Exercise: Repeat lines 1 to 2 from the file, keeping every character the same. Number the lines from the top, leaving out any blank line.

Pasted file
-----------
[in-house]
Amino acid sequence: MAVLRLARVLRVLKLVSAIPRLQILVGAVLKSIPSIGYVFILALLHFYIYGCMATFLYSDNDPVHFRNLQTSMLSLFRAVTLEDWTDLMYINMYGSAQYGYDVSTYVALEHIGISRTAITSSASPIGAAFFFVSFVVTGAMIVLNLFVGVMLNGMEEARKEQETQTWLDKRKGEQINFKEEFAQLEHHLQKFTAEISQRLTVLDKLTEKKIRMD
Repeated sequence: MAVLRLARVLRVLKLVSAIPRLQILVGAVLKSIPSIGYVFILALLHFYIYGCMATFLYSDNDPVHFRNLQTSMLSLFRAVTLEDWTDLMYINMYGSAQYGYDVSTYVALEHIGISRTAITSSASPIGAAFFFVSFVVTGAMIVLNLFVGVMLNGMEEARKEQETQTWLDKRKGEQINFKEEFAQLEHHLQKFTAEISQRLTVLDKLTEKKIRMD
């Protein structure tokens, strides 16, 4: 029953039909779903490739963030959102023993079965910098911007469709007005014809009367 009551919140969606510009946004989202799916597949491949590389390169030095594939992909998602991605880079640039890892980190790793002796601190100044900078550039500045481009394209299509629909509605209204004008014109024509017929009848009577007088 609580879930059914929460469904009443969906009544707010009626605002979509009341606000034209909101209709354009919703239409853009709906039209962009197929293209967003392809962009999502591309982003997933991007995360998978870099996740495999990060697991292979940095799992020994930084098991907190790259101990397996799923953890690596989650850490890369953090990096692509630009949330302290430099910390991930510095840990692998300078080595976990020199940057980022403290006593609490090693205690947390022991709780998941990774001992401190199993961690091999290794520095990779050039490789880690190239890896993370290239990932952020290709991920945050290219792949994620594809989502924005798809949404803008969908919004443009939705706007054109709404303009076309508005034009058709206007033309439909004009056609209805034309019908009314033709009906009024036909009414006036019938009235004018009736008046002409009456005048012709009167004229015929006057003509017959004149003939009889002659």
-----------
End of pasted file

[in-house]
Amino acid sequence: MAVLRLARVLRVLKLVSAIPRLQILVGAVLKSIPSIGYVFILALLHFYIYGCMATFLYSDNDPVHFRNLQTSMLSLFRAVTLEDWTDLMYINMYGSAQYGYDVSTYVALEHIGISRTAITSSASPIGAAFFFVSFVVTGAMIVLNLFVGVMLNGMEEARKEQETQTWLDKRKGEQINFKEEFAQLEHHLQKFTAEISQRLTVLDKLTEKKIRMD